Getting back on track after a hard hit isn’t easy. Getting back on track after you slowly slide off over an extended period of time may be even harder. At least when you get hit once, you know you got knocked off track.

I like to be as transparent as possible in the reality of the world of image consulting. We put together amazing looks, styles and overall images for our clients- and ourselves- and typically that’s most of what you’ll see presented in our social media and portfolio but you should know based on the very basic laws of physics that for every action there is an equal an opposite reaction.

In short- there are always going to be days where your image isn’t hitting just right or where you’re running around in leggings and a baggy sweater with no makeup and a messy bun, just trying to make it through the day. Maybe there are whole weeks of that. Or because it’s 2020 and we are all generally a mess, whole months or years.

So how do you get back on the proverbial horse after you’ve fallen off the wagon? In my head I always imagine me trying to ride a horse but sliding off the saddle and desperately trying to hold on to the reigns as I get drug behind a horse that will not be stopped.

In fact, before Veronica and I started TRUE, I went through an entire year feeling like I was being drug through the mud. Sure, I’d have small wins here and there to celebrate, but overall I was on a very bumpy road. And to further my full transparency, it didn’t magically get better the next year either.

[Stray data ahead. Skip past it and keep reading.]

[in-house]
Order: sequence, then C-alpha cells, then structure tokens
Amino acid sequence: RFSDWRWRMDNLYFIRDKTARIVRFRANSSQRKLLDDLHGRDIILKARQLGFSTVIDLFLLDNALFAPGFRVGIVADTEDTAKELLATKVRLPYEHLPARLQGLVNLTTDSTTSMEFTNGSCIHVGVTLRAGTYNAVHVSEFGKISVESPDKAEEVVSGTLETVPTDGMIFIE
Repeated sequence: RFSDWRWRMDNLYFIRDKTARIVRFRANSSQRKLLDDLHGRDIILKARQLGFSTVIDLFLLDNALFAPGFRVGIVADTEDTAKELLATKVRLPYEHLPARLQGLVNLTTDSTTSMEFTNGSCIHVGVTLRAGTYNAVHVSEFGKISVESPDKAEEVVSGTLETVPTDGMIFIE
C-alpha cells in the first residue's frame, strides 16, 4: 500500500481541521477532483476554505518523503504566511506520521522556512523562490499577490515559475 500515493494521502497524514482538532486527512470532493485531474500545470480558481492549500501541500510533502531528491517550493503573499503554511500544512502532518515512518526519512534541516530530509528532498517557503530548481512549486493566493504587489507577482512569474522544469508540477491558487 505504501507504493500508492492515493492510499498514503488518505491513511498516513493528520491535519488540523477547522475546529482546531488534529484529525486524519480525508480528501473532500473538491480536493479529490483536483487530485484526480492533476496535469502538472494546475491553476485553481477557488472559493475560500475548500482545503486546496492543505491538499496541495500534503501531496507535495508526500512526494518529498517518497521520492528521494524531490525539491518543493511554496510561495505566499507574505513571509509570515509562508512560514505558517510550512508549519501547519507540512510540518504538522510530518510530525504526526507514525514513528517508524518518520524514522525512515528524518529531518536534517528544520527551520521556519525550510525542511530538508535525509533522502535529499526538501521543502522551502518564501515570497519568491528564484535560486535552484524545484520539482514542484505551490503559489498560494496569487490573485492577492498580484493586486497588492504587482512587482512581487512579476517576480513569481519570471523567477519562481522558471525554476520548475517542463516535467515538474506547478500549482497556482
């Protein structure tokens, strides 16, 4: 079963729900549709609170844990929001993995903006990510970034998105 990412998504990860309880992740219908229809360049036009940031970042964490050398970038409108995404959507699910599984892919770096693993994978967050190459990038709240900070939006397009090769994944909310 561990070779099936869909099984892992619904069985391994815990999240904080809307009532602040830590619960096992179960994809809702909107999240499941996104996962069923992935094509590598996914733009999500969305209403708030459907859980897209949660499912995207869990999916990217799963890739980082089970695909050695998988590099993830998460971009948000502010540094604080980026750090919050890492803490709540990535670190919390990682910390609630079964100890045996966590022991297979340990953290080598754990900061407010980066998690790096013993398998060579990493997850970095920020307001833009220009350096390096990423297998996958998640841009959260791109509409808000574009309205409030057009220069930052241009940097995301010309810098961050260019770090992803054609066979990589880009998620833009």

So here I was, months out of a personal development program, reading every book I could get my hands on for the answers to life, rebuilding meaningful relationships- but still two years into an absolute personal hell. I was still trying to achieve. Still trying to better myself. Still trying to overcome each obstacle- but how was I doing it?

The short answer? I had to do the hard stuff. Sounds terrible, right? It was. It is. I had to feel every painful moment that came up. I had to explore, truthfully and honestly my own part in where I was and how I’d gotten there. Then I had to slowly start changing those behaviors (there’s a book to come here) when I recognized them happening in real time.

One of the hardest lessons I had to learn was that there is no final end point. I will, and should be, always evolving in some way so it makes sense that there will always be a series of small steps to take. If you look at the whole challenge, its too much- so just pick one little thing at a time.

The further off track you are, the smaller it will need to be. Are you an emotional eater? Resolve that you’ll start with a smaller portion and wait 30 min. If you still want more, then try again. If you don’t- you had success in that small win. Can’t control a sharp tongue? Next time you catch yourself being mean, apologize as soon as possible then stop sooner in the next argument. Then eventually you’ll get to a point where you don’t even start.

You don’t have to move mountains when caring for yourself. And since I’m an image consultant I’m almost obligated to say that also applies to style and fashion. Just take the first step. Then the next. Be kind to yourself when you fail (because you will) and you’ll get back up a little quicker than you would if you spent a week punishing yourself.

In TRUE connect, our six week course, we work with you to create a life plan as sort of a true north (pun not intended, but definitely a happy accident). You can do a small version of that yourself. Set a series of small goals. We have rules for goal setting to keep them obtainable but for your own purposes, the smaller the better.

Your small goals + open and truly honest self reflection + self forgiveness and celebration are the key to getting back on track. And can’t we all use a little bit of that as we start to wrap up this wild year?

xo, elle

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